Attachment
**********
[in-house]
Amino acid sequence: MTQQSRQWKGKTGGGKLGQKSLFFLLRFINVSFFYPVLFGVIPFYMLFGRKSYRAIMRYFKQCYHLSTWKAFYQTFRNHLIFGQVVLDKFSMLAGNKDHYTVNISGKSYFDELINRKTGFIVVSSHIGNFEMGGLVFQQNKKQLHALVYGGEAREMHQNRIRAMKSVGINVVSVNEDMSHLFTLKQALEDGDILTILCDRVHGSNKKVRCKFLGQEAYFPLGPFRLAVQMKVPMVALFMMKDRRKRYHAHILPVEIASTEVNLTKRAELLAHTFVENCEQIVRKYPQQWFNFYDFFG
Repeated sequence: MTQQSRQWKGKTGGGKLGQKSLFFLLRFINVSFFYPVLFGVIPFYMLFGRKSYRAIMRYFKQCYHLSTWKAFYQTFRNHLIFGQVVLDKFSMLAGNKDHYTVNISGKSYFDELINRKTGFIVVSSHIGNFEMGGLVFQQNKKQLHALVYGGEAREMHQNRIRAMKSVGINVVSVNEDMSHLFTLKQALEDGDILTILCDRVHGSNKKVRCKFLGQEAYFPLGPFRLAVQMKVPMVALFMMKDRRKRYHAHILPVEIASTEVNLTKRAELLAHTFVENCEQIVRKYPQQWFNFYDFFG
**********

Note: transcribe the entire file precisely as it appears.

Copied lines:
[in-house]
Amino acid sequence: MTQQSRQWKGKTGGGKLGQKSLFFLLRFINVSFFYPVLFGVIPFYMLFGRKSYRAIMRYFKQCYHLSTWKAFYQTFRNHLIFGQVVLDKFSMLAGNKDHYTVNISGKSYFDELINRKTGFIVVSSHIGNFEMGGLVFQQNKKQLHALVYGGEAREMHQNRIRAMKSVGINVVSVNEDMSHLFTLKQALEDGDILTILCDRVHGSNKKVRCKFLGQEAYFPLGPFRLAVQMKVPMVALFMMKDRRKRYHAHILPVEIASTEVNLTKRAELLAHTFVENCEQIVRKYPQQWFNFYDFFG
Repeated sequence: MTQQSRQWKGKTGGGKLGQKSLFFLLRFINVSFFYPVLFGVIPFYMLFGRKSYRAIMRYFKQCYHLSTWKAFYQTFRNHLIFGQVVLDKFSMLAGNKDHYTVNISGKSYFDELINRKTGFIVVSSHIGNFEMGGLVFQQNKKQLHALVYGGEAREMHQNRIRAMKSVGINVVSVNEDMSHLFTLKQALEDGDILTILCDRVHGSNKKVRCKFLGQEAYFPLGPFRLAVQMKVPMVALFMMKDRRKRYHAHILPVEIASTEVNLTKRAELLAHTFVENCEQIVRKYPQQWFNFYDFFG